Keller lists four groups that, according to multiple studies, church plants reach the best.
1. New Residents: It takes longer for a new resident to break into community and leadership at an established church, simply because the people have been there longer. But in a church plant, new residents have been at the church as long as everyone else.
2. New Generations: Young adults are often more involved in church plants simply because of the institutional challenges to change that an established church faces.
3. New People Groups: Keller gives this example. If a farming community begins changing so that young commuters begin moving in, an established church may be 75-80% farmers, while a new church plant is more likely to be 75-80% commuting professionals.
4. New Christians: Dozens of denominational studies have shown that the average new church gains 60-80% of their members from the ranks of the unchurched. On the other hand, the average American church over 10 years old gains 80-90% of its members through transfer growth. This makes sense. As a church ages, it naturally allocates more resources to taking care of the needs of current members. But a church plant is forced to invest into non-members in order to survive.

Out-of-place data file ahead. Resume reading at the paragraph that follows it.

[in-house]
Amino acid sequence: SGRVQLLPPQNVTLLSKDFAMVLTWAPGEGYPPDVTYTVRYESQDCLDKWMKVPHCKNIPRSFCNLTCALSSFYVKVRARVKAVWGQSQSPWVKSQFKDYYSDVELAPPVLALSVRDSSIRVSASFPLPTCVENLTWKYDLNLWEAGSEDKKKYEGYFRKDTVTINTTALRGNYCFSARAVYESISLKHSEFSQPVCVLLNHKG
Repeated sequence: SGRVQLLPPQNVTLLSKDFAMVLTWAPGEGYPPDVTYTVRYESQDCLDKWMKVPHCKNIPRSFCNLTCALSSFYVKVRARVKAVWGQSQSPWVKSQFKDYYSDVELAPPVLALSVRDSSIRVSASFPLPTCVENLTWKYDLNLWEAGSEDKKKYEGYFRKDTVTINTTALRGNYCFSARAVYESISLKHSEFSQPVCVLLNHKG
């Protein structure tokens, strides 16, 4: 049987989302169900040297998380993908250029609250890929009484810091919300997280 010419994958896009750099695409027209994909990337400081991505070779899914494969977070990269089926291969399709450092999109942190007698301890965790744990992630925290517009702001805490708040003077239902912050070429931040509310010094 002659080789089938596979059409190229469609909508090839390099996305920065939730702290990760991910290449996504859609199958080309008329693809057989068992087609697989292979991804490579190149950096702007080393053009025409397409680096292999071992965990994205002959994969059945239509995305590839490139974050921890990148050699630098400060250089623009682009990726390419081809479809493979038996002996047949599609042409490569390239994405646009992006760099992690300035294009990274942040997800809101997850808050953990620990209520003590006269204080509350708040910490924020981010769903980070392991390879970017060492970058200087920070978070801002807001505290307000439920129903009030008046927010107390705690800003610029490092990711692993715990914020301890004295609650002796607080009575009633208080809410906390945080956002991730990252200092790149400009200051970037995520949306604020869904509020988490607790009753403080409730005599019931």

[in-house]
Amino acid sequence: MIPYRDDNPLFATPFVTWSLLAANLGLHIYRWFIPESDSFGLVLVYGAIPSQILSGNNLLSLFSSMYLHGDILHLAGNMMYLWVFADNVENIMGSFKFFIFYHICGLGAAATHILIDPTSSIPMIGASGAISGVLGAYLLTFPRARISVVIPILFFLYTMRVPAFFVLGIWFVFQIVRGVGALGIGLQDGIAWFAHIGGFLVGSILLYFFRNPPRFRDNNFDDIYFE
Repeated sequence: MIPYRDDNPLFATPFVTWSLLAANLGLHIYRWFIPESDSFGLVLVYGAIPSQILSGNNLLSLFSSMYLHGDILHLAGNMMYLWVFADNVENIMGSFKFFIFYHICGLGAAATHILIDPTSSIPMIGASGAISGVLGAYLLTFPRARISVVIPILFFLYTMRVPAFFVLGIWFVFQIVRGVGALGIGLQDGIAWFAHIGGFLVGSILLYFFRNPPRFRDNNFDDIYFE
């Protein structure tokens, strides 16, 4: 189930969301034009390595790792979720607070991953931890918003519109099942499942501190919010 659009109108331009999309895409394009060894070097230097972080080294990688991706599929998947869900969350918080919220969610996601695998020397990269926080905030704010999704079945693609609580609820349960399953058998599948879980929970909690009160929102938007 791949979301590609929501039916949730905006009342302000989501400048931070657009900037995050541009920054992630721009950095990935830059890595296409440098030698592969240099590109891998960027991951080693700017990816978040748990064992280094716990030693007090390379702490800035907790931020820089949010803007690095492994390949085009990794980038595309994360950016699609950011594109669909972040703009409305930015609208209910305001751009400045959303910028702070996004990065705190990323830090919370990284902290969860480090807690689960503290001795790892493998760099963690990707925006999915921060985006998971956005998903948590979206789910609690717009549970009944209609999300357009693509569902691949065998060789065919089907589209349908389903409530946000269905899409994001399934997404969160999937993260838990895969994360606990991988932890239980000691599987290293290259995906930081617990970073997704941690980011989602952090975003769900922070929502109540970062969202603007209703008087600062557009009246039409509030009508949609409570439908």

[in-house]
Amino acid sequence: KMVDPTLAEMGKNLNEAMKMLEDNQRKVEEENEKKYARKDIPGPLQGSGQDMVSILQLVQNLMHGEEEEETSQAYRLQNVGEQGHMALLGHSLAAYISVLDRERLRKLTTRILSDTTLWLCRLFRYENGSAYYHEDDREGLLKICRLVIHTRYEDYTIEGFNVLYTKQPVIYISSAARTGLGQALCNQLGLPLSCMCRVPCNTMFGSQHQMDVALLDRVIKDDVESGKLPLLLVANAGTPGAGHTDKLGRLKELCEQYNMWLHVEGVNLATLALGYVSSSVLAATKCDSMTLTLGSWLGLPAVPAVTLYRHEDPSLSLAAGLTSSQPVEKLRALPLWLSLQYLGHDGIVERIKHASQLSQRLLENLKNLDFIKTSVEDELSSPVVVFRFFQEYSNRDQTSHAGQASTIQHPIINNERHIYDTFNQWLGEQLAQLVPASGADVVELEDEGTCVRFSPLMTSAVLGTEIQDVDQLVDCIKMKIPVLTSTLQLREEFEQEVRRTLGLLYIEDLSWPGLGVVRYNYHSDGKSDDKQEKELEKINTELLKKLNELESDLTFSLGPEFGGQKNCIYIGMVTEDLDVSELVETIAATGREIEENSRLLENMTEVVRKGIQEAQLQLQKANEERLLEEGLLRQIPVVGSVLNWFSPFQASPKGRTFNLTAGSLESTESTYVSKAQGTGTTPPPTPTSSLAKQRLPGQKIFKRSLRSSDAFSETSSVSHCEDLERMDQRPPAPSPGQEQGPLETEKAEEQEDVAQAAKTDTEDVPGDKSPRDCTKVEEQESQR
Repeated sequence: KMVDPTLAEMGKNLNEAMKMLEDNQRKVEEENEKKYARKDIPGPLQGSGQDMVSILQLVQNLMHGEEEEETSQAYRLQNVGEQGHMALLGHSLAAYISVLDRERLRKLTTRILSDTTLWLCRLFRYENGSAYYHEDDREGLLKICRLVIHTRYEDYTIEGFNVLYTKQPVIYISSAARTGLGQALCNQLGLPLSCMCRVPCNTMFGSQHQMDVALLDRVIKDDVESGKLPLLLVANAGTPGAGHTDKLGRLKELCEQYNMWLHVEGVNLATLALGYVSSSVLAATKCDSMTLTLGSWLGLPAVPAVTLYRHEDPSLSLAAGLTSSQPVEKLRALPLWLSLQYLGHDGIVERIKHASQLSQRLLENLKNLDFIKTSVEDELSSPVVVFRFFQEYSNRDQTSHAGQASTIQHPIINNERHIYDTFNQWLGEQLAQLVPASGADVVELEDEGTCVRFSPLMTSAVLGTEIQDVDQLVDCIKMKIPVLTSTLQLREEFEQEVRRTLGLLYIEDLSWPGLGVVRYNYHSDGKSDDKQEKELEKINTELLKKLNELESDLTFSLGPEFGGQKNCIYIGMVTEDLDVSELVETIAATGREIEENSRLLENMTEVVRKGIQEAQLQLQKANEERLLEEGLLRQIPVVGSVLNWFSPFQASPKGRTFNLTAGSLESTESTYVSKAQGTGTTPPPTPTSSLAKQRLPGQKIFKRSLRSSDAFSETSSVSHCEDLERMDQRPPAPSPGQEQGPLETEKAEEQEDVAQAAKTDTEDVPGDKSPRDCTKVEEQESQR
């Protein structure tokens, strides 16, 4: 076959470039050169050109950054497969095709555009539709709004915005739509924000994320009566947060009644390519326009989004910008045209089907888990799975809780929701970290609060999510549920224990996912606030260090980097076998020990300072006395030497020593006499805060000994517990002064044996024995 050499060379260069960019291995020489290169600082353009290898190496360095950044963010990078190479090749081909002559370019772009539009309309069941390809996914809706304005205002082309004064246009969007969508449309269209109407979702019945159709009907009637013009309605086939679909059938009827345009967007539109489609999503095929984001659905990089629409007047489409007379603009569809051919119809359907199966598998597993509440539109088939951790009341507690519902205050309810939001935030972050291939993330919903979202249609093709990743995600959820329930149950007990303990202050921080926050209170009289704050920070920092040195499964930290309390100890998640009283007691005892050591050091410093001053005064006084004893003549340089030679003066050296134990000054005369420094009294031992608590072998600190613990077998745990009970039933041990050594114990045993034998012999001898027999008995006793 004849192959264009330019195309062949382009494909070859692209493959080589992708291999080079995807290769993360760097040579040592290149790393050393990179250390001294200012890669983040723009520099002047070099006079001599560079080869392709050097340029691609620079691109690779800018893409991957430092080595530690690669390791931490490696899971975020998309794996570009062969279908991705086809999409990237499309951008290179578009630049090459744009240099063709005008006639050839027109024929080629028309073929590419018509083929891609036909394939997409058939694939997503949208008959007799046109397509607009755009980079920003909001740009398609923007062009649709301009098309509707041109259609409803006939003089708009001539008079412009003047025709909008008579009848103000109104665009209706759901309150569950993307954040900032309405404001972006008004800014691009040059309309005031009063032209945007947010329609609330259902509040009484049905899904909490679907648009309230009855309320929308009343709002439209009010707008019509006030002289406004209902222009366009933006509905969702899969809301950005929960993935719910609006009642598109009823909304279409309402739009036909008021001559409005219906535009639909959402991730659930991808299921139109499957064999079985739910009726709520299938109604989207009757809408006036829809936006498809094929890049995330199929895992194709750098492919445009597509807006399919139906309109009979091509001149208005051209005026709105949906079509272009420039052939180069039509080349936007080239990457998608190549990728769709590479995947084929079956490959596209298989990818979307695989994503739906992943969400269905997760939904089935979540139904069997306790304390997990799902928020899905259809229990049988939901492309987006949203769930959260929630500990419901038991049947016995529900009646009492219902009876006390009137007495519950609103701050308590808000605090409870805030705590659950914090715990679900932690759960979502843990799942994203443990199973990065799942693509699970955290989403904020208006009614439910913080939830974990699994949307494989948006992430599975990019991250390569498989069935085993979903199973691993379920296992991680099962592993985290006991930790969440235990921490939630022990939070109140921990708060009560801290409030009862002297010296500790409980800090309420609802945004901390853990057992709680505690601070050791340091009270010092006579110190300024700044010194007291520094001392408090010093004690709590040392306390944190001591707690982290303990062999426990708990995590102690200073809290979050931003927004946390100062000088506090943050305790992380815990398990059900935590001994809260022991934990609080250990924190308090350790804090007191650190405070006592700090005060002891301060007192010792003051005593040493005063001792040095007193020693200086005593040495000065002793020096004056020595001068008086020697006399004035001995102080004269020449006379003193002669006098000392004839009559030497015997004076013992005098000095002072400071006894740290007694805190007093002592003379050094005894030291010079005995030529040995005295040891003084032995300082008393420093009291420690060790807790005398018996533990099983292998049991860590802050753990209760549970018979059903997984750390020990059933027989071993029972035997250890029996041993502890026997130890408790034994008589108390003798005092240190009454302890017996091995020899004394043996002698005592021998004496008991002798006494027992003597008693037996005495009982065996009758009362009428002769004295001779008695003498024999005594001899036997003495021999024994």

Some stats from Piper:
1. There are about 200 million non-churched people in America, making America one of the four largest “unchurched” nations in the world.
2. Each year about 3,500 churches close their doors permanently.
3. Today, of the approximately 350,000 churches in America, four out of five are either plateaued or declining.
4. One American denomination recently found that 80% of its converts came to Christ in churches less than two years old.